Home > Uncategorized > DWC Cheers Prosecution of Businesses; Employee Fraud Not a Concern

DWC Cheers Prosecution of Businesses; Employee Fraud Not a Concern

May 24th, 2013

The Department of Industrial Relations is on a roll with this week’s news releases, an earlier report citing “record-breaking results for labor law enforcement in California” having been issued to the community this week.

Apparently, Labor Commissioner Julie A. Su was excited to report that “labor law enforcement under Governor Brown in the first two years of his Administration resulted in more minimum and overtime wages found owing to California workers and more monetary penalties for illegal business practice than in any previous year in the past decade.”

Strangely, your humble blogger’s “in-box” doesn’t include a report of this administrations hot pursuit of fraudulent claim filers, of workers who harass their employers with fake workers’ compensation claims, or of the crippling effect workers’ compensation costs have on small businesses.

Times are tough enough in California, and more regulations, more compliance laws, and more experts to hire in order to stay out of the ever-growing “underground economy” is not going to bring California’s businesses back from the edge of the abyss.  And looting them with fines and penalties before they have a chance to move to Texas and Arizona isn’t going to solve the problem – you’re feeding the fire, not putting it out.

Certainly some people think of evil fat-cat business tycoons, laughing at their poor workers while they light their cigars with $100 bills aboard private jets (much like your humble blogger and his growing media empire).  They deserve what’s coming to them, and their poor workers are the victims.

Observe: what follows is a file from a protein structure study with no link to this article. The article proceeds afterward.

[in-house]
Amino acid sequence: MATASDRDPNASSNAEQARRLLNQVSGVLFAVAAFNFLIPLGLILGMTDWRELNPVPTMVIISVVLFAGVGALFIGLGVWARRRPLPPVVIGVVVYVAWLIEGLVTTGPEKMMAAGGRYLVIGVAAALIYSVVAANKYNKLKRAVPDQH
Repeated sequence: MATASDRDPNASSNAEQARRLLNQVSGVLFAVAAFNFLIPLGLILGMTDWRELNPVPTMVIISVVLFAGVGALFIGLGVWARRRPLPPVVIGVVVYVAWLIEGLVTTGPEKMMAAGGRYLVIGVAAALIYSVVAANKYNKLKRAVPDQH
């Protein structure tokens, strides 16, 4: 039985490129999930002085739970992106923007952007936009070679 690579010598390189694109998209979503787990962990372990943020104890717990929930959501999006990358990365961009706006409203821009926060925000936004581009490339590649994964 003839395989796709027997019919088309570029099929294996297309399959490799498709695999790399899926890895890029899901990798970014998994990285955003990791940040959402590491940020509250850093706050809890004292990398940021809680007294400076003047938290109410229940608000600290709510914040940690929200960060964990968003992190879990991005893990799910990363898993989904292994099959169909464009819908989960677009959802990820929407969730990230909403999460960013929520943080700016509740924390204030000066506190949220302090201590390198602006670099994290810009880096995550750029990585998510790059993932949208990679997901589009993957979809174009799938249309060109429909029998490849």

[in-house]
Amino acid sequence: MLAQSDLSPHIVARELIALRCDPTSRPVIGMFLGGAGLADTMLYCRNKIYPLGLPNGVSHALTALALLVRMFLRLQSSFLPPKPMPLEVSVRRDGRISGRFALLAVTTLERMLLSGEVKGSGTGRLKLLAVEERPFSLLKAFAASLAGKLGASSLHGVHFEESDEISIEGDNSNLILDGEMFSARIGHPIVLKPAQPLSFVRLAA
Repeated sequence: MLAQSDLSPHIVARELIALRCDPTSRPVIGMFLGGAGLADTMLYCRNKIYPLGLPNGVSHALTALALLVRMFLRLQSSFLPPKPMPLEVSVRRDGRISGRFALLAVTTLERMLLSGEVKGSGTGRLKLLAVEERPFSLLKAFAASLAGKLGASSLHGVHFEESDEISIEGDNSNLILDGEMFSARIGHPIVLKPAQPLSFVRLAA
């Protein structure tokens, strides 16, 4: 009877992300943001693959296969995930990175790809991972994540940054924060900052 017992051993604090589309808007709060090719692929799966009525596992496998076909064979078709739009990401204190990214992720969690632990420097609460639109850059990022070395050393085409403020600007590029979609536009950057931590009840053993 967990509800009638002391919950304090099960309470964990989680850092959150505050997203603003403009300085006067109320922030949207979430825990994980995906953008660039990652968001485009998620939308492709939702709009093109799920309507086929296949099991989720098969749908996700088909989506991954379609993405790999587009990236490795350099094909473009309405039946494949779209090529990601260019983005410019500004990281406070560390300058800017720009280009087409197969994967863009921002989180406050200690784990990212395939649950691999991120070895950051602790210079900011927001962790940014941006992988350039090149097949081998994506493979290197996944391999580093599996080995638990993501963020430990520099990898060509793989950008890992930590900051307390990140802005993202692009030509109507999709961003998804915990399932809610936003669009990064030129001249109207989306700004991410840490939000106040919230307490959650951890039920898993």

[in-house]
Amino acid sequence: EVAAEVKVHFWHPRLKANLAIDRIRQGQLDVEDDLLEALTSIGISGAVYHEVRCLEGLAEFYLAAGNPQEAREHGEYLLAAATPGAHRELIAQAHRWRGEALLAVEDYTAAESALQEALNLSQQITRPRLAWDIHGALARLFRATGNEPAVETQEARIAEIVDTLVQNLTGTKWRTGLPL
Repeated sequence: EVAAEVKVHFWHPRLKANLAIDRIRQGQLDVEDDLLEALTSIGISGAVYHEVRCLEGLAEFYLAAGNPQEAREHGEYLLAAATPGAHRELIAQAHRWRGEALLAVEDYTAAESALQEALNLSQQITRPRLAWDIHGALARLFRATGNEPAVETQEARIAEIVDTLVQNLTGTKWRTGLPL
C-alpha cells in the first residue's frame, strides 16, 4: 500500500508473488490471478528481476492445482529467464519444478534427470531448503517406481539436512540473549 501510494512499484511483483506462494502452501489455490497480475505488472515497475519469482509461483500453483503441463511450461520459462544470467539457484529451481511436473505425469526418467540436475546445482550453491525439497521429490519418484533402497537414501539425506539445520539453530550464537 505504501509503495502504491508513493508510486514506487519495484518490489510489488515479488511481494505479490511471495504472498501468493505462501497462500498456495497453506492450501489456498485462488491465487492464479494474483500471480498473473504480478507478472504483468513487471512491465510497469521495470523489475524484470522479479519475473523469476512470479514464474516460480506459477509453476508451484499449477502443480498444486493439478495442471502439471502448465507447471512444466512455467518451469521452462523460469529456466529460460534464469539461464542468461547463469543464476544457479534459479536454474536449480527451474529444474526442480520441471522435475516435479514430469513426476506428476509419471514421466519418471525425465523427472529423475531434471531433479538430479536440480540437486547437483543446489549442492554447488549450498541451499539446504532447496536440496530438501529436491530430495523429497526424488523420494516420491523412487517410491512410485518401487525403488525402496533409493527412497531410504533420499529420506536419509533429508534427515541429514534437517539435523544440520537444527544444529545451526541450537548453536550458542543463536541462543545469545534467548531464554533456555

In fact, your average violator probably has a handful of employees and is bringing home as much money as they are after trying desperately (and in vain) to comply with California’s Byzantine regulations on every venture imaginable.

Instead of driving the last nails in the coffins of small businesses and then high-fiving itself, perhaps this administration should target the elements that drive small businesses into the “underground economy” in the first place – high workers’ compensation insurance premiums (among other costs of doing business).

Here is an idea – if an employer is the victim of workers’ compensation fraud, that employer should be entitled to a California tax credit for all money that the district attorney’s office was unable (or unwilling) to recover.  That total amount should include the cost of investigation, which is often paid for and conducted by the employer (many prosecutors won’t approach such a case until all the leg work has been done for them).

After all, it’s easy for the prosecutor to plea bargain fraud away by waiving restitution to the employer, and then add another “conviction” to his or her re-election campaign while leaving the employer out in the cold, with no recourse except paying more tax dollars to the same prosecutor.  This way, for every dollar the prosecutors of California fail to recover for the employers, there will be one less dollar coming in next year in tax revenue.

Instead, we have self-pleased “reports” of desperate businesses being ground into the dust to the sound of thunderous applause.

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